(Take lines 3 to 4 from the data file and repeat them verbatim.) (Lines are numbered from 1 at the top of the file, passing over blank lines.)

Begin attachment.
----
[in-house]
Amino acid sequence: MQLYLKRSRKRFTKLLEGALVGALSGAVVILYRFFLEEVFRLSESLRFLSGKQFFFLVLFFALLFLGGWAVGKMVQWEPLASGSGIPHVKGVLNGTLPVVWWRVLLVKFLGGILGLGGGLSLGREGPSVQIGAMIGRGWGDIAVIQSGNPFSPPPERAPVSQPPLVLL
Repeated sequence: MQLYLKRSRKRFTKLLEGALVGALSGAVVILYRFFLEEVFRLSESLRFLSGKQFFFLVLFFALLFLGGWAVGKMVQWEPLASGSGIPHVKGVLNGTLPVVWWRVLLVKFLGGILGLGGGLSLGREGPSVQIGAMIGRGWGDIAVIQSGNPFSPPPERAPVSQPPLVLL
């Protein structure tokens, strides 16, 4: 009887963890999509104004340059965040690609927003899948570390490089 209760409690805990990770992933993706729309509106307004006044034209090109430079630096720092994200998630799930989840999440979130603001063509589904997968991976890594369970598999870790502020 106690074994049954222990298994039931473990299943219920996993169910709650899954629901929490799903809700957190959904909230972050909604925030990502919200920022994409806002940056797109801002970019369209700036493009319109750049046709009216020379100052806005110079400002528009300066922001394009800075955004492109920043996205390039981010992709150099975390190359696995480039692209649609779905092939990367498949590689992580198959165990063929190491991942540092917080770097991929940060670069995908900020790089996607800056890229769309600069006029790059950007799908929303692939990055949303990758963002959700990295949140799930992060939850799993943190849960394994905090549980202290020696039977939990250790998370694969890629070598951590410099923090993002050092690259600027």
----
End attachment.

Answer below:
Repeated sequence: MQLYLKRSRKRFTKLLEGALVGALSGAVVILYRFFLEEVFRLSESLRFLSGKQFFFLVLFFALLFLGGWAVGKMVQWEPLASGSGIPHVKGVLNGTLPVVWWRVLLVKFLGGILGLGGGLSLGREGPSVQIGAMIGRGWGDIAVIQSGNPFSPPPERAPVSQPPLVLL
């Protein structure tokens, strides 16, 4: 009887963890999509104004340059965040690609927003899948570390490089 209760409690805990990770992933993706729309509106307004006044034209090109430079630096720092994200998630799930989840999440979130603001063509589904997968991976890594369970598999870790502020 106690074994049954222990298994039931473990299943219920996993169910709650899954629901929490799903809700957190959904909230972050909604925030990502919200920022994409806002940056797109801002970019369209700036493009319109750049046709009216020379100052806005110079400002528009300066922001394009800075955004492109920043996205390039981010992709150099975390190359696995480039692209649609779905092939990367498949590689992580198959165990063929190491991942540092917080770097991929940060670069995908900020790089996607800056890229769309600069006029790059950007799908929303692939990055949303990758963002959700990295949140799930992060939850799993943190849960394994905090549980202290020696039977939990250790998370694969890629070598951590410099923090993002050092690259600027």